The German Club
Until 18 Mar 2017

Review by Jamie Wright

Despite appearing to great acclaim on London's West End and Broadway, winning awards for her film appearances and marrying legendary horror film actor Vincent Price, Australian-born Coral Browne is hardly a household name – though it's certainly not because she was the shy and retiring type.

In a production that takes the audience from Browne's childhood in West Footscray to London, New York, Moscow and Los Angeles, actress Genevieve Mooy plays Browne throughout – as well as taking on the role of Browne's mother and an array of other luminaries of stage and screen.

Writer/director Maureen Sherlock's script is a delight, the tone echoing Browne's reputed fondness for both scathing wit and more four-letter words than a Scorsese screenplay. It covers a tremendous number of events both fascinating and hilarious – Browne and husband Vincent Price's run-in with Alan Bennett's titular 'lady in the van' being one, and her encounter with defector and Cambridge spy Guy Burgess (an event that prompted the Bennett-scripted “An Englishman Abroad”, in which Browne plays herself) in Moscow being another.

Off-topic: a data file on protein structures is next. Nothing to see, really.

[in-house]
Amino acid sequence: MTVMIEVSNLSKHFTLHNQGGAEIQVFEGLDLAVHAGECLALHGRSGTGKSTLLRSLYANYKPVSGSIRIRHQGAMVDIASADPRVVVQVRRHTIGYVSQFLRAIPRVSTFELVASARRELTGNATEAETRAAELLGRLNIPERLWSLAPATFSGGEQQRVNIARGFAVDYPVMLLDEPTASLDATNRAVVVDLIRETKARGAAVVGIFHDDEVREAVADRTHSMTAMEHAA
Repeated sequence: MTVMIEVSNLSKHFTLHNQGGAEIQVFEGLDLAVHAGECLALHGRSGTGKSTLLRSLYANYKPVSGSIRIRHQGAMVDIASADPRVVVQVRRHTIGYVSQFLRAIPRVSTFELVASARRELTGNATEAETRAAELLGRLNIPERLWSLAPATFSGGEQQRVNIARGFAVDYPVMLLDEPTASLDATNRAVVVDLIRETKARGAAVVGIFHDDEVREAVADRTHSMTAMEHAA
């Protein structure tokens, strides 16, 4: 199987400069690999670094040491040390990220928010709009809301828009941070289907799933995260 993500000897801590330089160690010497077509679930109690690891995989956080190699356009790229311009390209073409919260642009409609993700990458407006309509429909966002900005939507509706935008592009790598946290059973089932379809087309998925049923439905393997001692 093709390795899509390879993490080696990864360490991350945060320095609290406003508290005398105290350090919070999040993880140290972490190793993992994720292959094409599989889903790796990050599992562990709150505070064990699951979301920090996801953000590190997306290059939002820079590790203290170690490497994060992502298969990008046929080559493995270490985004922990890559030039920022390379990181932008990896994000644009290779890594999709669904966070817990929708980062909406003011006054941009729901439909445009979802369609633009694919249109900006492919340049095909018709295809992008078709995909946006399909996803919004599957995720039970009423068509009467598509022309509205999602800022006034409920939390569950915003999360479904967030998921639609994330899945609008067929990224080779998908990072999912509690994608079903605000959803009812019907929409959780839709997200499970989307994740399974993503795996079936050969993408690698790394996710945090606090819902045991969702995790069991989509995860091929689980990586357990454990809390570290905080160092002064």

It is mostly highs, though – there are some darker moments, but these are few and far between; some balance would make it more impactful. One also has to assume that Browne was not perhaps quite as witty as Maureen Sherlock's script presents her – just as one has to hope she wasn't quite as neglectful of her mother.

While Mooy is engaging as adult Browne – and hilarious in her portrayals of teenage Browne and others – there were a few line issues throughout the performance that threw off the rhythm somewhat. But the footing was regained almost instantly; assuming that these initial wrinkles are ironed out, this show will be a delight.

Rating: 3.5 stars (out of 5)